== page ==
"Marina Rodríguez Brià takes us along with Clementi from a torrential frenzy to the most refined subtleness. A true delight."
Clementi on a Clementi
Nature manifests itself, among other aspects, through sounds like the singing of birds or the rustling of leaves stirred by the wind. With sounds, we humans have created languages to communicate through words, but also the music, which, along the centuries, has been shaping an essential heritage to explain human nature. From the limits of what we are, music gets us to take part in absolute beauty, which is greater than our personal existence.The initiatives that help us to go further into the understanding of works and composers that have strongly influenced the development of music need to be welcomed with joy. When a virtuoso makes a flawless performance of an historical composition, the music, beyond the notes transcribed in a sheet music, exists again to the fullest and we feel immersed in the magic of reliving the aesthetical and spiritual emotions shared with those who listened to it before.Among the new album releases this year there is one that draws attention: a brilliant recording by Marina Rodríguez Brià with works of Muzio Clementi (Rome, 1752–Evesham, 1832) performed on one of the pianos from his own factory. Marina Rodríguez had already made in 1999 a first recording of Clementi with an 1831 Miguel Slocker square piano that is part of the instrument collection of the Music Museum of Barcelona. But the fact that Clementi was a piano manufacturer, in addition to being a composer and a pianist, made Marina Rodríguez Brià conceal this project that could now be made in an exquisite and convenient way thanks to the involvement of Anna Cuatrecasas, owner of a Clementi & Co square piano that experts have dated to 1824 and has been linked to her family since 1948.Between 1798 and 1830, Clementi manufactured some excellent and highly valued pianos in England and was in fact known as the father of the pianoforte, as it is stated in his graveyard in the south cloister of Westminster Abbey. Contemporary to Mozart and Beethoven, Clementi was considered a child prodigy organist and when he was fourteen he moved to England by the hand of the landowner, hunter and writer Peter Beckford, who became his patron.Marina Rodríguez Brià has chosen for this production three sonatas and six monferrina dances inspired by music from Montferrat, in Piedmont, that became popular, under the name monfrina, in the England of 1800 as ballroom dances and compositions with lively rhythm for piano. Marina Rodríguez Brià wanted to introduce each sonata and the group of monferrinas with four preludes, conceived as brief improvisations, that originate from Clementi’s work The Art of Playing on the Piano Forte. With a solid music education and a prestigious professional career, which has brought her to perform on important European and American stages, Marina Rodríguez Brià takes us along with Clementi from a torrential frenzy to the most refined subtleness. A true delight.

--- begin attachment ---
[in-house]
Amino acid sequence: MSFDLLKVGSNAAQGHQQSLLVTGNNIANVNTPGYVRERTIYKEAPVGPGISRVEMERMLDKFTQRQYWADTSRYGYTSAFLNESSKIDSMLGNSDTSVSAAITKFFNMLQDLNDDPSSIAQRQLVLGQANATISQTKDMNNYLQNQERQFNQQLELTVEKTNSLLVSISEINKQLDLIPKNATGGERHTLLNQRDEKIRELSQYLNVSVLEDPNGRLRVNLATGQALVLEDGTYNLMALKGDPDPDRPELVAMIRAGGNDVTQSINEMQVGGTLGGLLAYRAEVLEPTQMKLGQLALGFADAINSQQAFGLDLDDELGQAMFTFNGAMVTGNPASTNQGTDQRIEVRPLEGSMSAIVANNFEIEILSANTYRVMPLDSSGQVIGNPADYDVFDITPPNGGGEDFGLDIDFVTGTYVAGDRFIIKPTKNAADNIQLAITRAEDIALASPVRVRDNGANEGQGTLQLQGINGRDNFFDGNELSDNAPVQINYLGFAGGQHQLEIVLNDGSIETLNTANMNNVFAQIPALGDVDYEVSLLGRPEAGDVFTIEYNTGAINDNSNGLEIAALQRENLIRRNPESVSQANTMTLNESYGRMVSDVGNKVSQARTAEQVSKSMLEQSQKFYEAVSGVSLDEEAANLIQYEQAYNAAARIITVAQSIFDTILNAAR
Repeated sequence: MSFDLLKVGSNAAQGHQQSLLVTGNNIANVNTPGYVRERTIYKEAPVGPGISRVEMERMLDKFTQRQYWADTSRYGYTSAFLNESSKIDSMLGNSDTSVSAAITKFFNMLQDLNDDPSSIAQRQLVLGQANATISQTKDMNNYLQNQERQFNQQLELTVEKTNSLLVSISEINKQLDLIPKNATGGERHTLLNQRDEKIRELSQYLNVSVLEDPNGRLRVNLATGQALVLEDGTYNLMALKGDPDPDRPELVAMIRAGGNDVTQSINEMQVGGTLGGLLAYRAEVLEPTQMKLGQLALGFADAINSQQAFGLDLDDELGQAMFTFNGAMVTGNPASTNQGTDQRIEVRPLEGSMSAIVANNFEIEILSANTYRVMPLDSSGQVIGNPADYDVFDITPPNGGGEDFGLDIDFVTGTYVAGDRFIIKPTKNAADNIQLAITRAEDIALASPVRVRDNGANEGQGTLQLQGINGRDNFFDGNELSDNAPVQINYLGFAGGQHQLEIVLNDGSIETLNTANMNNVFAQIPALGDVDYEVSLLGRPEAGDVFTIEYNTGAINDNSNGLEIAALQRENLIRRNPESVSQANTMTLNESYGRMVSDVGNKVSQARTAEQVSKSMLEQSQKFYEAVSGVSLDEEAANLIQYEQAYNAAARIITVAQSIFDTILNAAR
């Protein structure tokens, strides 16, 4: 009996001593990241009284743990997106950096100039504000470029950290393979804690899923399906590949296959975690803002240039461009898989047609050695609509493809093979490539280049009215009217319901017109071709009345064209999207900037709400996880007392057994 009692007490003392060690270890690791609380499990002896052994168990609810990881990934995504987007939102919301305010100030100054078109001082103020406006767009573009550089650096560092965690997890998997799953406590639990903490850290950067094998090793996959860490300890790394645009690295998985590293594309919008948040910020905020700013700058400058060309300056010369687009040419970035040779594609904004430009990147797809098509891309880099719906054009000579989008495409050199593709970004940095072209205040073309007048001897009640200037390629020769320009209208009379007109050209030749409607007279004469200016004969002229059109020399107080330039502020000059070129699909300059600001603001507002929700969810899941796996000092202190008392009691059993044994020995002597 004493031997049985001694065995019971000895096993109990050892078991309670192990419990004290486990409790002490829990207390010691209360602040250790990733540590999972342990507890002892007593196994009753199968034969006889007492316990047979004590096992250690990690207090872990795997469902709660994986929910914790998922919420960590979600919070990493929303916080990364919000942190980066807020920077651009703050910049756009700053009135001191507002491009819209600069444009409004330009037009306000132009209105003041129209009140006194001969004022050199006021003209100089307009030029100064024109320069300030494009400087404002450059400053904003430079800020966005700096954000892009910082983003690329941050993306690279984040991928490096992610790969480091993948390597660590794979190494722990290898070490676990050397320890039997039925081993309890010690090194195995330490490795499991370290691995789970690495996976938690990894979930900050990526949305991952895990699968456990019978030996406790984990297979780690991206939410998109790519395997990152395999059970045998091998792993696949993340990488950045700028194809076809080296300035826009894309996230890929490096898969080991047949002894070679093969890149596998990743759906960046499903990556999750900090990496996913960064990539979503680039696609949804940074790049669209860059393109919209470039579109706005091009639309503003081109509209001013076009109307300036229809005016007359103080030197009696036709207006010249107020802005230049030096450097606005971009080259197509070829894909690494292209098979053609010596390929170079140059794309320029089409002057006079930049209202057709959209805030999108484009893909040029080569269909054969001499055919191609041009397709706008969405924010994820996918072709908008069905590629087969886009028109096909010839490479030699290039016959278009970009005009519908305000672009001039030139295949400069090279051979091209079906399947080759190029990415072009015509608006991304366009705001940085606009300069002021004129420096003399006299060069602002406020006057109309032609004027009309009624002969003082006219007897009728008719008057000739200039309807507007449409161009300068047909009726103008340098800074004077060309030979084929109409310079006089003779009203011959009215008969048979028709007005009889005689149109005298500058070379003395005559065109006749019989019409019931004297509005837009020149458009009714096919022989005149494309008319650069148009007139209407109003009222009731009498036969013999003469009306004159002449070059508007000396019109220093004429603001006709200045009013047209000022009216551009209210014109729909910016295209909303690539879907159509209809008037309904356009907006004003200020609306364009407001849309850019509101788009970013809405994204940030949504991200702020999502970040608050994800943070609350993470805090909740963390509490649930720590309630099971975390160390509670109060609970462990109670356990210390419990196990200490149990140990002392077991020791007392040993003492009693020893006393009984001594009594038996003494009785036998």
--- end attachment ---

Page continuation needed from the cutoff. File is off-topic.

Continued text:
(Translation: Paula Oliva)